UVA Library staff played a crucial role in preparing the portraits for the Special Collections exhibition. Stacey Evans, an imaging specialist and project coordinator for the Library, led a team in rephotographing the glass-plate negatives to capture plate identification numbers that had been cropped in scanning efforts in the 1990s. This helped to identify photo subjects. By following standards set by the Federal Agencies Digital Guidelines Initiative, Cultural Heritage Imagining, and the Library of Congress, Evans and her team then took their photographic reproductions of the negatives and created “artist’s renderings” of the portraits using Photoshop.
Evans, a photographer who has nearly 30 years of experience scanning negatives and working in digital imaging, said that when comparing the original scans of the negatives in Virgo to the images her team created, the tonal range of the portraits has dramatically improved. “On a personal note,” she said, “John Mason and I have been friends in the Charlottesville photo community for many years. It’s an honor to work with him on this project.”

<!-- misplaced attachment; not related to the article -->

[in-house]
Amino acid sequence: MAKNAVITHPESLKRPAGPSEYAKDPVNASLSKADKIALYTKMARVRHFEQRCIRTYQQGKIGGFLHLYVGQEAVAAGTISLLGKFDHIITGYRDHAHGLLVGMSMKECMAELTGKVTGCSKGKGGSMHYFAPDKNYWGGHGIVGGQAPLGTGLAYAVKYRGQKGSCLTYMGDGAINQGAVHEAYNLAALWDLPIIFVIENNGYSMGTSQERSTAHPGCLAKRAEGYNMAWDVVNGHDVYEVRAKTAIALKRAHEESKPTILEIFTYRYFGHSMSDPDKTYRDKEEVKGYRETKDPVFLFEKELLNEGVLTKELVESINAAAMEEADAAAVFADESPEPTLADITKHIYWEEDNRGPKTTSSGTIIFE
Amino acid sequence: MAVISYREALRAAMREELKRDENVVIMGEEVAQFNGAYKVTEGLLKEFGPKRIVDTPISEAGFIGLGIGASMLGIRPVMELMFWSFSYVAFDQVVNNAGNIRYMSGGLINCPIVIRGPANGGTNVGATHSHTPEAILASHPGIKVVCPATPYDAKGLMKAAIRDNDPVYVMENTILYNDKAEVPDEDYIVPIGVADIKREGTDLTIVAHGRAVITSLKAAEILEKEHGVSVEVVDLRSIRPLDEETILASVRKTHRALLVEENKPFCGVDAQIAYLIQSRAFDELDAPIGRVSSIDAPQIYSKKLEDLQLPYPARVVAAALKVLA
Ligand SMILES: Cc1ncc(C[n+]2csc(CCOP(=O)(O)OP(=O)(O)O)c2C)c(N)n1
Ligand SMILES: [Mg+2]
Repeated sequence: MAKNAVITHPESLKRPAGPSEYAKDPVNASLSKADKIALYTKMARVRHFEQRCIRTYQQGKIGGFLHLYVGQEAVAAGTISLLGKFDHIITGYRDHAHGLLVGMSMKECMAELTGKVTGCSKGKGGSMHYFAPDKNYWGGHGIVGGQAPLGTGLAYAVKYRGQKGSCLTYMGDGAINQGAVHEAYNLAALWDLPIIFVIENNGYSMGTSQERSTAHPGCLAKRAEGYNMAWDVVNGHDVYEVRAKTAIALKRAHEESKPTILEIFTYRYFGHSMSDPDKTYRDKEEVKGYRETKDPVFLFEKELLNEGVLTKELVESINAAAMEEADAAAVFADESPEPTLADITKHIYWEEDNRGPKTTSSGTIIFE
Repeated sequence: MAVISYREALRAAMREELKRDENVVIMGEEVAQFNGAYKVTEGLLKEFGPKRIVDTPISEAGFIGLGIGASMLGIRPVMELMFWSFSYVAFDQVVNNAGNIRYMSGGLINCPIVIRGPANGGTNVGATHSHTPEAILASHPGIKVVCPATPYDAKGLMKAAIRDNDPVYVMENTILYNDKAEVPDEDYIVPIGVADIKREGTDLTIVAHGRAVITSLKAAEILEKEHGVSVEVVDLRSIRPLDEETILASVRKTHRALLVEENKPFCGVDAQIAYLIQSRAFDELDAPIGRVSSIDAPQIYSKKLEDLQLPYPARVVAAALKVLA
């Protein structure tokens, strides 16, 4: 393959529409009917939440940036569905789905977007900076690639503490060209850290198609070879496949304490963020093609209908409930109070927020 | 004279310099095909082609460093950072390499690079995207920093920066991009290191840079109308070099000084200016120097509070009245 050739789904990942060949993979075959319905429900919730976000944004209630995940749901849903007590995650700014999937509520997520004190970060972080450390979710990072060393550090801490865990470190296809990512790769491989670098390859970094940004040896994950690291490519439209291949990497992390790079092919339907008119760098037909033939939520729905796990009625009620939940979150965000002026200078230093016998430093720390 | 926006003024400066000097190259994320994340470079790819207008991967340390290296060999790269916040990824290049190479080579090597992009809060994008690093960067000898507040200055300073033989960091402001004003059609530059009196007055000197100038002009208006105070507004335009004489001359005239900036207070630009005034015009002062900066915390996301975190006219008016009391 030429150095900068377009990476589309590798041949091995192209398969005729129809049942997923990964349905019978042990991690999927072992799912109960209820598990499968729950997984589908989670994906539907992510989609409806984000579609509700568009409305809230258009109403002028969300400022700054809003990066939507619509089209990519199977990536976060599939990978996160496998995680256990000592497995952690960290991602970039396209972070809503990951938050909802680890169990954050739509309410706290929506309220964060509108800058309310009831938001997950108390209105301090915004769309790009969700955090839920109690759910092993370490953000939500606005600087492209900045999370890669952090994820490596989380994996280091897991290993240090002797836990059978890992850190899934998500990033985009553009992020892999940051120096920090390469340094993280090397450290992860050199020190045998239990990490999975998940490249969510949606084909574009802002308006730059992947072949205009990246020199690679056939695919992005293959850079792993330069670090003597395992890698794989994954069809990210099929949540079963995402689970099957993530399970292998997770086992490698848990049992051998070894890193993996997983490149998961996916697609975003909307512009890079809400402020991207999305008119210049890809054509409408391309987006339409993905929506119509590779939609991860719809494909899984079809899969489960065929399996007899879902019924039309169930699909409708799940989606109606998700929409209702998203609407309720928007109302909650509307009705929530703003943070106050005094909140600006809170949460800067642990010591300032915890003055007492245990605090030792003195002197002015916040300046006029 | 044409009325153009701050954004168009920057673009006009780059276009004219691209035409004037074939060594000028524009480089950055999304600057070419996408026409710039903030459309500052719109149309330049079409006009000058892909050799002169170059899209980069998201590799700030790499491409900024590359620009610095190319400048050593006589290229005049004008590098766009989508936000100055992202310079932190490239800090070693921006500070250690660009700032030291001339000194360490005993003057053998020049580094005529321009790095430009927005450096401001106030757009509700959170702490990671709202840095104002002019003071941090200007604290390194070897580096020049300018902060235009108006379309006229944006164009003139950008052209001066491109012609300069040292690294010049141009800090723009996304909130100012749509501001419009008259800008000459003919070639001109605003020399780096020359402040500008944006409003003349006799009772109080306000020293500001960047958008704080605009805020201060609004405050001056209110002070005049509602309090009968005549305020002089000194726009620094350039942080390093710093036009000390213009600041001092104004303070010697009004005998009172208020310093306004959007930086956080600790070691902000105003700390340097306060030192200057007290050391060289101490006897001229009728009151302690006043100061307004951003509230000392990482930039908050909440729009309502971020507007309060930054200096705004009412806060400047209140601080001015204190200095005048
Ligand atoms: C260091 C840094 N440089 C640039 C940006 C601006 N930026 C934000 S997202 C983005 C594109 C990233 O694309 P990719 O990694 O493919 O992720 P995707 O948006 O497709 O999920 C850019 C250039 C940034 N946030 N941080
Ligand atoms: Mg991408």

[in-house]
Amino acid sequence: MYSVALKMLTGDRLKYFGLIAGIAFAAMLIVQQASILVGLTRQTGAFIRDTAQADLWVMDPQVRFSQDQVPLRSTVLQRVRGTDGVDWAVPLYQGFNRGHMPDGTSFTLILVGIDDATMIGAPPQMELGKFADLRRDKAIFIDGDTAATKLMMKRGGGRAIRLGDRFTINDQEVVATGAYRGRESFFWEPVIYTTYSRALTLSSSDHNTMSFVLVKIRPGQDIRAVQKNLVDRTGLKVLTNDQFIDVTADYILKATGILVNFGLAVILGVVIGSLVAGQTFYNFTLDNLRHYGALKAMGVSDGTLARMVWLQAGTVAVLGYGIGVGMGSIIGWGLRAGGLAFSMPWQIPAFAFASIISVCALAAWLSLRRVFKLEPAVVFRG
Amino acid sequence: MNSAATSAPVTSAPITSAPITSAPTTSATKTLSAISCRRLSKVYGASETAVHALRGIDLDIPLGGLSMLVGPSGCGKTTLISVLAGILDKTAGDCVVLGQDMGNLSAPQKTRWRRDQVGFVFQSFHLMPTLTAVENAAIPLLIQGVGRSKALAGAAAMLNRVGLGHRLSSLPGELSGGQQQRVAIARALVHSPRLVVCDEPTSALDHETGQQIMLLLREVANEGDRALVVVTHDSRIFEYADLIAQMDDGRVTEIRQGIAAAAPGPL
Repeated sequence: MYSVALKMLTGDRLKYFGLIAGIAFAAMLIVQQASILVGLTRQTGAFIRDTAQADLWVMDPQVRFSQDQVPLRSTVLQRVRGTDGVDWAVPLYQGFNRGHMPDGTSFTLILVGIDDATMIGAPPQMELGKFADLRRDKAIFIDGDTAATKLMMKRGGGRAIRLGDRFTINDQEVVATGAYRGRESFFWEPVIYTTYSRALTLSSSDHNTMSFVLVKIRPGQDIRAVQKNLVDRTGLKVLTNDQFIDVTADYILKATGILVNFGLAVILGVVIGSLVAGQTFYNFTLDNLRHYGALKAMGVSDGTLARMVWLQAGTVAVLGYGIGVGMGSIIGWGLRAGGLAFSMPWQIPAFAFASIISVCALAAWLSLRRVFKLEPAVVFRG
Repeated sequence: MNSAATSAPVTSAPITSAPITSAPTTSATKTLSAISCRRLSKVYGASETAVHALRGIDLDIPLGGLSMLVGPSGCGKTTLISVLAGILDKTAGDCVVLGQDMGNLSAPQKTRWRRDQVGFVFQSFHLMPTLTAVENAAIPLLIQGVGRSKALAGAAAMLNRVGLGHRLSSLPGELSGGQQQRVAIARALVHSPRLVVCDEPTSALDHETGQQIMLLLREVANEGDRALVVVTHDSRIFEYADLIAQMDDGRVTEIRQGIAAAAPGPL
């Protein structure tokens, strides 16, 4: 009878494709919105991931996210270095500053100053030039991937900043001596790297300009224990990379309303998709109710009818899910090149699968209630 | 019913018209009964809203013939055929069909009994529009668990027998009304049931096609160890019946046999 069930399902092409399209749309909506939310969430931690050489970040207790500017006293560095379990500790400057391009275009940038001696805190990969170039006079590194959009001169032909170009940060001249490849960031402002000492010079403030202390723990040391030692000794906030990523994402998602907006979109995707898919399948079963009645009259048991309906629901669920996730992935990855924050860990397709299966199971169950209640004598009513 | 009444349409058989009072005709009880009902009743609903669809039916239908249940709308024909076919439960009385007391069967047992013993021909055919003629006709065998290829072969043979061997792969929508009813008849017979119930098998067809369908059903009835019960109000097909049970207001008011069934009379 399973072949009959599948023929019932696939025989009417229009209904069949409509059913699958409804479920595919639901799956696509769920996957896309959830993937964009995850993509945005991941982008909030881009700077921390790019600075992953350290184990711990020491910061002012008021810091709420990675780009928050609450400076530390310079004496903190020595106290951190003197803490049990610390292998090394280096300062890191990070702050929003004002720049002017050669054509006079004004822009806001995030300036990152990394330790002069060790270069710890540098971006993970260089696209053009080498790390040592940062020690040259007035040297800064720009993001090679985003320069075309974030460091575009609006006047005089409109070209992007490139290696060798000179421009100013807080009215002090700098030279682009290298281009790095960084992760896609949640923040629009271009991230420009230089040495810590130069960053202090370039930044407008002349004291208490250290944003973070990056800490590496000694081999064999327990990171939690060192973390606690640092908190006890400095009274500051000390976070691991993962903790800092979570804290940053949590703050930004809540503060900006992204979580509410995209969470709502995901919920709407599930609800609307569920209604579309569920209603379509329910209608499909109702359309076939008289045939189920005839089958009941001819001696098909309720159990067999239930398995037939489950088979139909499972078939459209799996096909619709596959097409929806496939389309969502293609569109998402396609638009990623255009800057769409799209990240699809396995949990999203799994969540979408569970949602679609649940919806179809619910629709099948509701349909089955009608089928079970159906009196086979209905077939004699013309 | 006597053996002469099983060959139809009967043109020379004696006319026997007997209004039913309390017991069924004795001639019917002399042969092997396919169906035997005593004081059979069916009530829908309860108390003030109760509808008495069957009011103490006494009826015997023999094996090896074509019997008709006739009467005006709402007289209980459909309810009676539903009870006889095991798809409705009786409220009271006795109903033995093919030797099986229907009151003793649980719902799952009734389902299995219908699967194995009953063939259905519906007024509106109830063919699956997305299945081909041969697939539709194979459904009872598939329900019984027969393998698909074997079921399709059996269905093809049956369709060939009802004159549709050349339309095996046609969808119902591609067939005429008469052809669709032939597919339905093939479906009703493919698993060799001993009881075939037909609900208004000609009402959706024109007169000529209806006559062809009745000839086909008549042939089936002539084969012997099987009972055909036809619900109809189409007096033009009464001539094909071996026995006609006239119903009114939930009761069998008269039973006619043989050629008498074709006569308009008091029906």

Brandon Butler, the Library’s Director of Information Policy, conducted extensive research on copyright issues pertaining to the Holsinger collection to prepare for the exhibition. “Perhaps surprisingly, some portraits in the Holsinger Studio Collection are still subject to copyright regulations more than 100 years after they were created,” Butler said. “We believe the portrait copyrights belonged to whoever paid to have them taken — often the subject or a relative. Because that right would endure for 120 years, the descendants of the portrait sitters may still hold rights to their ancestors’ images.”
Mason and Library staff members urge exhibition visitors who might recognize ancestors or have any information about the portrait subjects to email the team at